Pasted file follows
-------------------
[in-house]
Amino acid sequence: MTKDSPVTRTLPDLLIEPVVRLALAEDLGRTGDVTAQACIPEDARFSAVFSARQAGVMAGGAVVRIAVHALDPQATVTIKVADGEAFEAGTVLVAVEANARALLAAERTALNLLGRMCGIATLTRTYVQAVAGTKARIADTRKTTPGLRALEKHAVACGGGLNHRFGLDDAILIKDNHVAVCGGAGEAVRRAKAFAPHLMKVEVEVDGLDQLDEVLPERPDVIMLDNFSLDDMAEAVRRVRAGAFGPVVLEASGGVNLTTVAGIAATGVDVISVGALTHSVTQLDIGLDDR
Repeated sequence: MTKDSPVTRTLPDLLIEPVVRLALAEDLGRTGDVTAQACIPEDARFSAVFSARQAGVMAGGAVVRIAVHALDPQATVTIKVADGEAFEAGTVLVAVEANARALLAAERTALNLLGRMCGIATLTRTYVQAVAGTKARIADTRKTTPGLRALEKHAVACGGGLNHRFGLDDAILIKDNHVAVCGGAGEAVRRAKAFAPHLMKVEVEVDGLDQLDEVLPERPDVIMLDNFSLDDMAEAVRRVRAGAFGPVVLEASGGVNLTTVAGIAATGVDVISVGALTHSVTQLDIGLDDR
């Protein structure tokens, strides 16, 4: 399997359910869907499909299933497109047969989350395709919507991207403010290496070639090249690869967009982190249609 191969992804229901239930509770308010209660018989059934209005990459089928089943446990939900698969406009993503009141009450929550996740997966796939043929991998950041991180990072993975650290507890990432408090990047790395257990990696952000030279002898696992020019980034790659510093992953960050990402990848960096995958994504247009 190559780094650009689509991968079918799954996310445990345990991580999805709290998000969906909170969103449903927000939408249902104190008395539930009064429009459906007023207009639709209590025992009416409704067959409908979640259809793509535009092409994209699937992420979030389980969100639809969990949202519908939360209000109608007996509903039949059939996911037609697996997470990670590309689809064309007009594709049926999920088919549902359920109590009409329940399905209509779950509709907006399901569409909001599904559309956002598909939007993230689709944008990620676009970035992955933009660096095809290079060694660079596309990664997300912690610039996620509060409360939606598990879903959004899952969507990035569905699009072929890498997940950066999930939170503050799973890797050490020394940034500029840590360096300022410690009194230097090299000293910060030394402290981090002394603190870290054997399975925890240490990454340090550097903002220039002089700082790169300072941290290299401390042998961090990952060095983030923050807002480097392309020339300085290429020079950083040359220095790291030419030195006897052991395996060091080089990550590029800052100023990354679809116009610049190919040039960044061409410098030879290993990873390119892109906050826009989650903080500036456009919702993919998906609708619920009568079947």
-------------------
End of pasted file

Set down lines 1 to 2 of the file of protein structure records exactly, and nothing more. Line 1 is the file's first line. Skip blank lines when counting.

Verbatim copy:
[in-house]
Amino acid sequence: MTKDSPVTRTLPDLLIEPVVRLALAEDLGRTGDVTAQACIPEDARFSAVFSARQAGVMAGGAVVRIAVHALDPQATVTIKVADGEAFEAGTVLVAVEANARALLAAERTALNLLGRMCGIATLTRTYVQAVAGTKARIADTRKTTPGLRALEKHAVACGGGLNHRFGLDDAILIKDNHVAVCGGAGEAVRRAKAFAPHLMKVEVEVDGLDQLDEVLPERPDVIMLDNFSLDDMAEAVRRVRAGAFGPVVLEASGGVNLTTVAGIAATGVDVISVGALTHSVTQLDIGLDDR